Although plenty of people are excited for cooler weather and the pending holidays, there's one thing nobody enjoys about this time of the year, and that is flu season. The thought alone makes you want to bathe in hand sanitizer. So when is flu season 2019, and how can you prepare for it? It's time to think about and prioritize your health, even if it feels like last year's sweep just ended.
For 2019, the flu season is just about to begin. "Seasonal flu activity usually peaks between October to December in the U.S., and CDC expects flu activity to increase in the coming weeks," Scott Pauley, press officer for the Centers for Disease Control and Prevention (CDC) tells Romper via email. That said, experts cannot yet determine exactly how this year's flu will play out. "It’s still too early in this season to tell for sure how bad the severity of the season will be, but last year the peak hit near the end of December and carried through January. However, the one constant of the flu is that it is unpredictable and varies from year to year." Whatever is in store for the coming months flu-wise, it's going to ramp up soon enough.
What exactly is a flu season, and why does it change from year to year? "CDC monitors certain key flu indicators (for example, outpatient visits of influenza-like illness (ILI), the results of laboratory testing and reports of flu hospitalizations and deaths)," says Pauley. "When these indicators rise and remain elevated for a number of consecutive weeks, 'flu season' is said to have begun." Although it happens every year, the actual flu season is really something that's monitored, not necessarily predicted.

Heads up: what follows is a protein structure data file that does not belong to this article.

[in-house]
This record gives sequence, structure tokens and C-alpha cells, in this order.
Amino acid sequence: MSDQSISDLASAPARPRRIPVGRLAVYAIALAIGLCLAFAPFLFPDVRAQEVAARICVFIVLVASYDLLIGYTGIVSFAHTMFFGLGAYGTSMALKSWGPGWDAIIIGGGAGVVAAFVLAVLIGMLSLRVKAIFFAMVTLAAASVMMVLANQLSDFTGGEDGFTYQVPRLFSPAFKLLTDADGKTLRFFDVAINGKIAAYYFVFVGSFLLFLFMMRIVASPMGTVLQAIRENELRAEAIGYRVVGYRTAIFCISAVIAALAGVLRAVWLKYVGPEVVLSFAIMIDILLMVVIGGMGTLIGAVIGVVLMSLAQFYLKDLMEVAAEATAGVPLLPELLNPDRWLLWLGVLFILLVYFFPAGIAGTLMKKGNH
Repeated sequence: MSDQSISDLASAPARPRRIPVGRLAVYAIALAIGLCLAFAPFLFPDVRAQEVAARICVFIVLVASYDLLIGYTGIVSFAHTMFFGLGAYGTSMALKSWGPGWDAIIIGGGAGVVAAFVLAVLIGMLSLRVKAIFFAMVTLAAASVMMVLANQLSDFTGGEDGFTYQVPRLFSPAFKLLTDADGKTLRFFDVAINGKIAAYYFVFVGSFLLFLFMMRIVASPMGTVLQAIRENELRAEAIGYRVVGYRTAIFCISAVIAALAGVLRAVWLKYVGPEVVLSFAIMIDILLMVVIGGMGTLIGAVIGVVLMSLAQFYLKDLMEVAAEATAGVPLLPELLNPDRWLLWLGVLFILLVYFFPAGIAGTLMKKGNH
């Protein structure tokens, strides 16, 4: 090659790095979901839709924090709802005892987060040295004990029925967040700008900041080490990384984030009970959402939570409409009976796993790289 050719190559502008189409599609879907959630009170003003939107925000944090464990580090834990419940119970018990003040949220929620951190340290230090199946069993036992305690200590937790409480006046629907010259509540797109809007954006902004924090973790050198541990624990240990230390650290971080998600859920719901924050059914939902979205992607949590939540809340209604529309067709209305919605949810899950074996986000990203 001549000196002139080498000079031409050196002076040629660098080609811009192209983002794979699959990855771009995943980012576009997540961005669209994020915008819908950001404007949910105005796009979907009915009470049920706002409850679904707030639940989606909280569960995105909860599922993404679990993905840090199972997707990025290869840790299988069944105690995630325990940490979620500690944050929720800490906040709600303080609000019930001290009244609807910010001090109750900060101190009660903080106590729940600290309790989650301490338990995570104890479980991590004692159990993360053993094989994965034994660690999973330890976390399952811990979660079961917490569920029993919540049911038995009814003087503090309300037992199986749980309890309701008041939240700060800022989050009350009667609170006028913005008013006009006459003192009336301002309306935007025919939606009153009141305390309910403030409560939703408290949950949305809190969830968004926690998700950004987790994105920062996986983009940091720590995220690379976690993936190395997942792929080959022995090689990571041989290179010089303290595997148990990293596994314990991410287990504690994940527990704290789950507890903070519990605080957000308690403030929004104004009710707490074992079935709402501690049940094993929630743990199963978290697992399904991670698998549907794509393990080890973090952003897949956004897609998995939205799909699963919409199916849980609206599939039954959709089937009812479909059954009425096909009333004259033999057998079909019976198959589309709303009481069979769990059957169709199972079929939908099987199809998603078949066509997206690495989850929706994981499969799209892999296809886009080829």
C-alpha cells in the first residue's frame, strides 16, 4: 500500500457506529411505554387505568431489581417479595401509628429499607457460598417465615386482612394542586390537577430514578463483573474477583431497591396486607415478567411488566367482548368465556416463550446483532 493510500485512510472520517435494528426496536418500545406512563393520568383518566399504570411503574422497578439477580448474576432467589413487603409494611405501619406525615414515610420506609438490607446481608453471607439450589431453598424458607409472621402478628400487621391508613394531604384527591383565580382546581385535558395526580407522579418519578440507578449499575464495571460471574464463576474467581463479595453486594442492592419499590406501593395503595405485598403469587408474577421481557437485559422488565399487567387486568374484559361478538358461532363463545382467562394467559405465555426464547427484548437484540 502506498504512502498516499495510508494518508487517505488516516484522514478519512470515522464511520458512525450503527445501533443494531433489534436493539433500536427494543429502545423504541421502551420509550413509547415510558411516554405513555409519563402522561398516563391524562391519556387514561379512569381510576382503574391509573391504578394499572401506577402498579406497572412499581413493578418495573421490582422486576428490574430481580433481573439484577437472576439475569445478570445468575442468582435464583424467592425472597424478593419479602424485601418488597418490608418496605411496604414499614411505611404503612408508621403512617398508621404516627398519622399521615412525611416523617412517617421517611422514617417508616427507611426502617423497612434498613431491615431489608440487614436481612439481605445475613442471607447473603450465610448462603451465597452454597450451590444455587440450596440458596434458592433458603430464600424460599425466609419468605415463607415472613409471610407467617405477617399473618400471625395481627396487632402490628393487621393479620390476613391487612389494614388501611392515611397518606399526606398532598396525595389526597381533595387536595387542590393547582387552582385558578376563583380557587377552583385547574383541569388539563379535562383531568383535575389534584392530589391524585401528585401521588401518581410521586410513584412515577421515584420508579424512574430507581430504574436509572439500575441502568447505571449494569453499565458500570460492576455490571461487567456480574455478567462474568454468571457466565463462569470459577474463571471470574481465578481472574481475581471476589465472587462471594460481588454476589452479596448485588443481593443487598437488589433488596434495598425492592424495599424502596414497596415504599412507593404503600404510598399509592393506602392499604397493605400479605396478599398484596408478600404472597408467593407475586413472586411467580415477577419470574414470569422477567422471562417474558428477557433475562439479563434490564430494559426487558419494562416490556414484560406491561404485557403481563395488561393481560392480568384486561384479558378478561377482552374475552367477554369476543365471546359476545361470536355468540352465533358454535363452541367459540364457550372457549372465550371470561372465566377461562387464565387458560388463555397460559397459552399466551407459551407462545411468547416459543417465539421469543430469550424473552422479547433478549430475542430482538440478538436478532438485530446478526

Whatever flu season 2019 brings, there's still plenty of ways to help keep you and your family healthy during this time. One preventative measure stands out from the rest. "CDC recommends everyone 6 months or older get a flu vaccine by the end of October," says Pauley. "The flu vaccine is the single best way to prevent the flu." If anything about the vaccine gives you pause, then check out these myth-busting post about flu shots from a nurse. Beth Purkey, an emergency room nurse explained in a Facebook post why it's important for as many people as possible to get the vaccine, because it helps protect those (including chemo patients or newborns) who are not able to get the shot. There's nothing quite like the firsthand account of someone who works in the medical profession to highlight the importance of getting the flu vaccine.
In addition to the flu vaccine, there are some additional ways you can guard yourself against the nasty seasonal virus including washing your hands frequently and avoiding touching your face per University of Wisconsin Hospitals and Clinics Authority. These simple habits can help avoid the spread of germs. Although nobody is really thrilled about the start of flu season, there's still plenty you can do to keep yourself and your loved ones healthy during this time.